receive significantly more attention. Because talent management is
focused on developing a small minority of employees who will be critical
to the long term success of the company, it stands to reason that those
employees who are not in this minority may feel left out, unimportant,
or may even predict that they will soon be laid off (whether that is the
can the company do to mitigate this issue? The most important thing a
company can do to make each individual employee feel important and
create an overall atmosphere of ethical behavior is to be
transparent. While some upper level managers may think that it would be
cruel to notify employees that they are not considered talent, most
managers and supervisors need an overview of what the company's long
term goals are and why some people are more critical to achieving of
those goals. Aside from ethics, this will also help ensure that talent
is being developed on an ongoing basis.
that is required is to let each manager know that their gifts and
abilities are crucial at their current level and thus do not require
additional development and attention that may have to be given to talent
employees. These staff members do not need to feel as though they are
less than their peers who are receiving more time and attention; rather,
they simply need to be aware that new people are coming on board (or
changes are being made to other employees' positions) to start directing
the company according to its strategy. Employees who are not talent should
still be included in understanding the new goals for the company while
also being reassured that their own gifts and abilities will continue to
be utilized and necessary for successful operations.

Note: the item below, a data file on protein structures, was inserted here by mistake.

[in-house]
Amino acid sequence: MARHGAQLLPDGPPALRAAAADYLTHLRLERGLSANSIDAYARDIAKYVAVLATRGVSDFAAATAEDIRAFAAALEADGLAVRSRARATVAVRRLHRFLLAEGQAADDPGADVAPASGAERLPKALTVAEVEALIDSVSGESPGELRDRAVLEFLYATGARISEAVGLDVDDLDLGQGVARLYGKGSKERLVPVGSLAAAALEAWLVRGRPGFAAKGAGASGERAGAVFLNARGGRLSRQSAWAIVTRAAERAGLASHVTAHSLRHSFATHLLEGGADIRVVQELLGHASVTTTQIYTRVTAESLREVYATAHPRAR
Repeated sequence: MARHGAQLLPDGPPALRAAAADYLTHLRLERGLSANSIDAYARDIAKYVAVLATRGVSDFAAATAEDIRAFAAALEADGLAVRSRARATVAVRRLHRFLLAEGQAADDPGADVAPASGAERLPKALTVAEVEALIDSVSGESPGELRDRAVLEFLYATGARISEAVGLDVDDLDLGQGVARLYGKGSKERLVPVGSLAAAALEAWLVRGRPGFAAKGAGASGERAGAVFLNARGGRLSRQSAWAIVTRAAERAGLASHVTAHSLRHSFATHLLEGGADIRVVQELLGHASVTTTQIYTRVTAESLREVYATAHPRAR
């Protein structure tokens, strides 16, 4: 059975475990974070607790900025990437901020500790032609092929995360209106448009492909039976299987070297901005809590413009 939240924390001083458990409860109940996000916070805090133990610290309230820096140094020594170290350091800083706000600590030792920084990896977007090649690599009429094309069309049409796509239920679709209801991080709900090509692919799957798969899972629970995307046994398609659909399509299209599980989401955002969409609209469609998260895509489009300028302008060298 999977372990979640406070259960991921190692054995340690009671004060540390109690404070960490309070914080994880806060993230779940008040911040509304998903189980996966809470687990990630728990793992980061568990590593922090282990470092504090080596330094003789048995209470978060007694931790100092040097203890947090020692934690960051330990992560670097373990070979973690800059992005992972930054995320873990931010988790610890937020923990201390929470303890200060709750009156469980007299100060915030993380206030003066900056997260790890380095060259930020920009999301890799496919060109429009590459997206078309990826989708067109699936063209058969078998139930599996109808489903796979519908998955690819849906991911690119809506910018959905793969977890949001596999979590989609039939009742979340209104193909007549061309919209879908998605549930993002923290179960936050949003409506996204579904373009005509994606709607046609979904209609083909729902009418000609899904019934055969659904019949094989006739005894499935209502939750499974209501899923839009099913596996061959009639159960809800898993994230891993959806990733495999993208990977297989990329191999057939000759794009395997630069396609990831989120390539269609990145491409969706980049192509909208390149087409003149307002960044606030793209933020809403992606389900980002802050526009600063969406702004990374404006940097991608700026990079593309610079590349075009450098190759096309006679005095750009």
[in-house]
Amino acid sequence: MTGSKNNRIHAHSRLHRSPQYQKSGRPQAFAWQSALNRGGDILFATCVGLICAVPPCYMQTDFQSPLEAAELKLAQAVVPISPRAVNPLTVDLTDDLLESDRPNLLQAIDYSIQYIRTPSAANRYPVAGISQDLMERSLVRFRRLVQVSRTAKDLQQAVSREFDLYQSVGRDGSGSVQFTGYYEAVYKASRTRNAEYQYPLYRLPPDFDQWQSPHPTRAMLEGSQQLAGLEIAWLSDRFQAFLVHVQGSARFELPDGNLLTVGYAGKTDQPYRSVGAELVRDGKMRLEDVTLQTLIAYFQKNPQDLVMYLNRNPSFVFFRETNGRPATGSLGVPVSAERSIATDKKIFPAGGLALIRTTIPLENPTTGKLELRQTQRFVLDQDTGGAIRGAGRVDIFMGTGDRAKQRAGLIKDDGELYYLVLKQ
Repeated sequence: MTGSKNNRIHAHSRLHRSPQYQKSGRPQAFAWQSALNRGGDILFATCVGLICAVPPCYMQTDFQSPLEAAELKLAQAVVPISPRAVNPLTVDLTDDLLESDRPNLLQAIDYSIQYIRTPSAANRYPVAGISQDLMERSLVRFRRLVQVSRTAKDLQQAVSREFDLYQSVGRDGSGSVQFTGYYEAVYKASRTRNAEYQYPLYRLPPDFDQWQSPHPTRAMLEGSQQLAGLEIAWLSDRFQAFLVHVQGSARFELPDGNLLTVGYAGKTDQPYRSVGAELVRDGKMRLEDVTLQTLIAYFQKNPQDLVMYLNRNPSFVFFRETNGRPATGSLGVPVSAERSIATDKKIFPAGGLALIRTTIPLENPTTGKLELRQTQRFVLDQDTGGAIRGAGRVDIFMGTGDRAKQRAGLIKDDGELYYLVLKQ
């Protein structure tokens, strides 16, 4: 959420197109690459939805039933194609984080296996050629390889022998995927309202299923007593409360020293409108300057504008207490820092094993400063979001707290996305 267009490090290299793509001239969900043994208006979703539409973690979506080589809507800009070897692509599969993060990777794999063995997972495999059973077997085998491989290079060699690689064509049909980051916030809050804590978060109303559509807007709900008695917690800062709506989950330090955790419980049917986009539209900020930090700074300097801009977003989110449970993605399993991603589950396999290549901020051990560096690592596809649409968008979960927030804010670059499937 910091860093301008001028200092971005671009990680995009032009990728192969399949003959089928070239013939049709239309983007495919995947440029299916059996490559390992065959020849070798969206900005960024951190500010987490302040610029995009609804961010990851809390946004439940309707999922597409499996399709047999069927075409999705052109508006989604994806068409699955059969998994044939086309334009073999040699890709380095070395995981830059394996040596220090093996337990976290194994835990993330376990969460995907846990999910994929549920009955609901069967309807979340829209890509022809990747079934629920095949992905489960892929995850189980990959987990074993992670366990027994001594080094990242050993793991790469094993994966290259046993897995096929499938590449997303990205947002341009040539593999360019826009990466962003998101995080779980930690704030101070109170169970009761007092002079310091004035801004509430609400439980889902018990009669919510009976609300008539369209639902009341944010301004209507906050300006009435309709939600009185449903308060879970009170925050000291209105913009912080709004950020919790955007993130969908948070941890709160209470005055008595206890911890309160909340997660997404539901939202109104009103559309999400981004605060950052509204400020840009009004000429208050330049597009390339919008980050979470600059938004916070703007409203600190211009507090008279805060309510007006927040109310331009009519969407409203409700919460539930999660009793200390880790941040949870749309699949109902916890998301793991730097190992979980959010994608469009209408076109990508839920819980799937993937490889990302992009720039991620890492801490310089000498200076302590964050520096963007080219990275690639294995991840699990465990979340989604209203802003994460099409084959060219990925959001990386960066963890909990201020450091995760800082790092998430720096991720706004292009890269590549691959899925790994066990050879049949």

A related issue is that of the ethics involved in selecting those people considered to be talent. Because
these decisions are often made early in an individual's career or even
their tenure with the company, there are some ethical considerations
regarding those employees who may be overlooked unfairly. Oftentimes,
many young men and women in the business world may not seem as
aggressive, confident, and so forth due to a number of factors that may
not actually relate to whether the individual has potential to
contribute as significant talent. Sometimes it is difficult for a
company to reevaluate its current employees to determine if any of them
have become a person of talent when they are constantly looking outside
Obviously, common business ethics apply to talent
management as well. In fact, ensuring ethical business practices and an
expectation of employee ethics may be even more necessary for a business
or organization that has excellent talent. The individuals who are
selected as talent typically end up being placed at very high levels
within the company. Anyone in those types of positions has the potential
to engage in unethical business practices; those who have been deemed
talent may be slightly more of a risk due to both the level of trust a
company puts in their talent as well as potential arrogance or
entitlement stemming from being treated with more attention and respect
than other employees. Obviously, many talented employees are going to
engage in ethical business practice, but for those whom do not,
then having a company that is efficiently run with a strong level of
transparency can help lessen the likelihood of unethical or illegal
When given the opportunity, one way that talent may
be able to better your organizational ethics is by having the freedom
and flexibility to be honest with each other and with higher level CEOs
and business owners. When a company has chosen individuals with talent,
it is important when those individuals fulfill their capabilities by
having the freedom to question and challenge existing policies and
procedures within the company. Obviously, there is a right way and a
wrong way to do this but by allowing a talented individual the job
security to point out potential pitfalls and errors in judgment, a
company can become better and fulfill its own missions regarding the use
and development of talent.